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1 Relative Age Dating Absolute Age Dating Age Dating Using Magnetic Records The Age of the Earth
Geologic Time A major difference between geologists and most other scientists is their attitude about time. A "long" time may not be important unless it is > 1 million years.
2 Earth History
Two ways to date geologic events
3 Relative vs Absolute Age • Usually geologists first establish relative ages then try to get absolute age dates • Determining relative age relies on a number of geologic principles that were developed during the 17th to early 19th centuries
Nicolaus Steno (1669) • Principle of Superposition • Principle of Original Horizontality • Principle of Lateral Continuity
Laws apply to both sedimentary and volcanic rocks.
4 Principle of Superposition
In a sequence of undisturbed layered rocks, the oldest rocks are on the bottom.
Principle of Superposition Sedimentary rocks are deposited in a layer-cake fashion:
Layer 4 Layer 3 Layer 2 Layer 1 Each layer is older than the one above and younger than the one below
5 Principle of Superposition
Principle of Original Horizontality
Layered strata are deposited horizontal or nearly horizontal or nearly parallel to the Earth’s surface.
6 Principles of original horizontality and superposition
7 Principle of Lateral Continuity
Layered rocks are deposited in continuous contact.
Principle of Lateral Continuity
8 Principle of Lateral Continuity
Principle of Lateral Continuity
9 Correlation • Process used to tie separated strata together
• Based on matching physical features such as – Physical continuity - trace of rock unit – Similar rock types - marker beds, coal seams, rare minerals, odd color
Correlation • Within sedimentary layers there are often the remains of small animals (fossils) • Fossils are quite useful for correlating between two sections that are not laterally continuous
10 Ammonite Fossils Petrified Wood
Correlation • Fossils represent living creatures that have evolved through time, so when we find a fossil of the same type in two different areas, we are pretty sure that the rocks are about the same age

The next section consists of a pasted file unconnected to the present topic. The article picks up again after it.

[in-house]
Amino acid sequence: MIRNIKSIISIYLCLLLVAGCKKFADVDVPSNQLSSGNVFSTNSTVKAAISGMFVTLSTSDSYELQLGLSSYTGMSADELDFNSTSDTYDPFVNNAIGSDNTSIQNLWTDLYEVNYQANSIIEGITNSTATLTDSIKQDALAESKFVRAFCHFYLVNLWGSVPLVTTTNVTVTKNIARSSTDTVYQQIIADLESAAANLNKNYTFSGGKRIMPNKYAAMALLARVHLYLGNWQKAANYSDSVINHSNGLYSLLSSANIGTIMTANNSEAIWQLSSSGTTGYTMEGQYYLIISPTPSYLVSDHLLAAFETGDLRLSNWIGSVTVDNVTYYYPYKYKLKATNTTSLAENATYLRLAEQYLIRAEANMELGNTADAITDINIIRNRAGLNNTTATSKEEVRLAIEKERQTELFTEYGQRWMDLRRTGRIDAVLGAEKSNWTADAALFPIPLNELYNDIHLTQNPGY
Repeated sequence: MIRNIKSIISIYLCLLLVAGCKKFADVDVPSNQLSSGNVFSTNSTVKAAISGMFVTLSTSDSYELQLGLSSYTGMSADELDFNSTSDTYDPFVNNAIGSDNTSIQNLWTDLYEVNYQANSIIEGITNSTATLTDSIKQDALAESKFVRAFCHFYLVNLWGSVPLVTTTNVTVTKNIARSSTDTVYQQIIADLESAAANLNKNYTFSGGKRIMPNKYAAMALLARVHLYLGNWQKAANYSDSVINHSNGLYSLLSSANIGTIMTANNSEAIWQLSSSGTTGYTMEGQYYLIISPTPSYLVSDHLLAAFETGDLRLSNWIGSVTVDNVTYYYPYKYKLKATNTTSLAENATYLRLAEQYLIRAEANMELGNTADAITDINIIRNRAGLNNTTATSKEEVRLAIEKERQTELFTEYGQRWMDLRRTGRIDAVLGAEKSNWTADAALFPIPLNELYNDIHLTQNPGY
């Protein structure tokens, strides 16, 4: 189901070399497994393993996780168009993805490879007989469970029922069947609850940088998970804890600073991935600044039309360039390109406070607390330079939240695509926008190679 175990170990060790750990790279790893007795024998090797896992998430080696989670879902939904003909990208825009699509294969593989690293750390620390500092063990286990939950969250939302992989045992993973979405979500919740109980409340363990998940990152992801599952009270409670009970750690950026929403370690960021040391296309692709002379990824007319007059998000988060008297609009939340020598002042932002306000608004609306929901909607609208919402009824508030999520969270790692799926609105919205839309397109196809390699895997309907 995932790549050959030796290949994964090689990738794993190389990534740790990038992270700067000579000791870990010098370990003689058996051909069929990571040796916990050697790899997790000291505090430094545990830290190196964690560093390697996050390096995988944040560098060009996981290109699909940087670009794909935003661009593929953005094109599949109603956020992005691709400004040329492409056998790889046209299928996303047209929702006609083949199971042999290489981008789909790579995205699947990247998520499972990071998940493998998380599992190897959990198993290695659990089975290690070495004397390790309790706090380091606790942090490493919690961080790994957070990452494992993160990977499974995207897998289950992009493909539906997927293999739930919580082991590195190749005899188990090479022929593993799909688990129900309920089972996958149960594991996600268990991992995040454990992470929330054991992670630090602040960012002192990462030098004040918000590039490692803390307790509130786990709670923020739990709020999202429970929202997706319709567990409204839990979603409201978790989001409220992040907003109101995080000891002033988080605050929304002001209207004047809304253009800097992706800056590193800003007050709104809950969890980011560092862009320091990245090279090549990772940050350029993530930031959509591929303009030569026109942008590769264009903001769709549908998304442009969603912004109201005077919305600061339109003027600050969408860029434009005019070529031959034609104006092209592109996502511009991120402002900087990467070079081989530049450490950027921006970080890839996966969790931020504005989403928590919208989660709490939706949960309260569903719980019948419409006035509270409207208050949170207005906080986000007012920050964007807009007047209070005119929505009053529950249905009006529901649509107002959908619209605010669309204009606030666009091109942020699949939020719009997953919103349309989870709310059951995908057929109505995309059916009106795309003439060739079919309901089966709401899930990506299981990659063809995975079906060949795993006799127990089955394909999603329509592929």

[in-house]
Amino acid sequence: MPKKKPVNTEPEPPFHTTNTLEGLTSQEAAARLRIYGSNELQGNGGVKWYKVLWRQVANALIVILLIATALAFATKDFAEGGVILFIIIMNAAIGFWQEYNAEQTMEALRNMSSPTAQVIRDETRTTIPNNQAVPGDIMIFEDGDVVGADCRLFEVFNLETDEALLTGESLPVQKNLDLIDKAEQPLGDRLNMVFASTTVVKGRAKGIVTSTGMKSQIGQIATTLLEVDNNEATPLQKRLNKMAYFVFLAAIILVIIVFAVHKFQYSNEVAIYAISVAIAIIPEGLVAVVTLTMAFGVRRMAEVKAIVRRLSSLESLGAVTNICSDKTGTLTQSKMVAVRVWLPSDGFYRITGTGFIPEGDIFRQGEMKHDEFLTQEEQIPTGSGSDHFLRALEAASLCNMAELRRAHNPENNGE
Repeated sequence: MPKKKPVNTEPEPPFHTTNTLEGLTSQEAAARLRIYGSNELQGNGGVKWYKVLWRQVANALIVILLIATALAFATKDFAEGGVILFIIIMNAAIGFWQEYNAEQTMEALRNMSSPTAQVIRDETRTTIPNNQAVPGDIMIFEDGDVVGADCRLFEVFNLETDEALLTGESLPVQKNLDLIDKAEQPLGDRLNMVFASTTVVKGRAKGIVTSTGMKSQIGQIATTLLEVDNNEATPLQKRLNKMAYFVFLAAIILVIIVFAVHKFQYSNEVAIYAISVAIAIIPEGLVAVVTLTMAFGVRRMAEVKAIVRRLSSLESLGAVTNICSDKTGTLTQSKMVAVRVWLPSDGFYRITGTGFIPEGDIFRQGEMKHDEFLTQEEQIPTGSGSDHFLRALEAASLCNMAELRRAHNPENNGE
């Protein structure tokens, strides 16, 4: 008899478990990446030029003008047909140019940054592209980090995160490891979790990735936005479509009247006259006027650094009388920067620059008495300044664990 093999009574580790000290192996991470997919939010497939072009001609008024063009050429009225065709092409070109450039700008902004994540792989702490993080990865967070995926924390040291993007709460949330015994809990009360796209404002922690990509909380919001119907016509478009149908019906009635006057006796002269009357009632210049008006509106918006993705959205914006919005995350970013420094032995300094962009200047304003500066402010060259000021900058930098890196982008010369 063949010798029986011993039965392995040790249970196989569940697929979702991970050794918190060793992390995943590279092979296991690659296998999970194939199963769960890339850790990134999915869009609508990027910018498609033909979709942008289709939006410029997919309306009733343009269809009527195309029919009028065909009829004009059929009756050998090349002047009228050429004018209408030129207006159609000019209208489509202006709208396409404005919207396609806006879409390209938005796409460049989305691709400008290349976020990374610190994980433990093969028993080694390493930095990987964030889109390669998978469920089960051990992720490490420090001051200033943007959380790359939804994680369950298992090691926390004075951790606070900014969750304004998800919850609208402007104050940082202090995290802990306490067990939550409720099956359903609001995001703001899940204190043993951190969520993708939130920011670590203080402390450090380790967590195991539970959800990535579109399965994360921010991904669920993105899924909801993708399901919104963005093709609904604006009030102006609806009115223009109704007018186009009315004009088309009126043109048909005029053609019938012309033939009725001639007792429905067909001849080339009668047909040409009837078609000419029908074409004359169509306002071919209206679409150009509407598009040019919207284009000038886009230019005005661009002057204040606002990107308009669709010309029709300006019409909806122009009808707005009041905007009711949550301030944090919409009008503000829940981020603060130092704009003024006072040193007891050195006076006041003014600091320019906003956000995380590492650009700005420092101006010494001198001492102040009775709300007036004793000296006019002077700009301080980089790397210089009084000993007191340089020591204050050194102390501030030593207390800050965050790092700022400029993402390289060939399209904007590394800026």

11 CorrelatingCorrelating bedsbeds usingusing indexindex fossilsfossils
Using Fossils to Correlate Rocks
A buried surface of erosion
13 Layers of rock are said to be conformable when they are found to have been deposited essentially without interruption
Unconformity represents missing time in the geologic record
Sedimentation of Beds A-D Beneath the Sea
14 Uplift and Exposure of D to Erosion
Continued Erosion Removes D and Exposes C to Erosion
15 Subsidence and Sedimentation of E over C
Unconformity: a buried surface of erosion
Formation of a Disconformity
16 First type of unconformity
South rim of the Grand Canyon
17 South rim of the Grand Canyon 250 million years old
550 million years old 1.7 billion years old Precambrian
South rim of the Grand Canyon 250 million years old
550 million years old 1.7 billion years old Nonconformity
18 Nonconformity in the Grand Canyon
Nonconformity in the Grand Canyon
Tapeats Sandstone (~550 million years old)
Vishnu Schist (~1700 million years old)
19 Second type of unconformity
Siccar Point, Scotland
20 Siccar Point, Scotland
Buried and tilted erosional surface
Sedimentation of Beds A-D Beneath the Sea
21 Deformation and Erosion During Mountain Building
Erosional Surface Cuts Across Deformed Rocks
22 Subsidence and Subsequent Deposition Buries Erosional Surface
Formation of an Angular Unconformity
23 Third type of unconformity
Principle of Cross-Cutting Relationships • A rock unit must always be older than any feature that cuts or disrupts it – If a rock unit is cut by a fracture • The rock itself is older than the fracture that cuts across it
24 Cross-cutting Relationships
Relative Geologic Dating
25 The Geologic time scale
• Divisions in the worldwide stratigraphic column based on variations in preserved fossils • Built using a combination of stratigraphic relationships, cross- cutting relationships, and absolute (isotopic) ages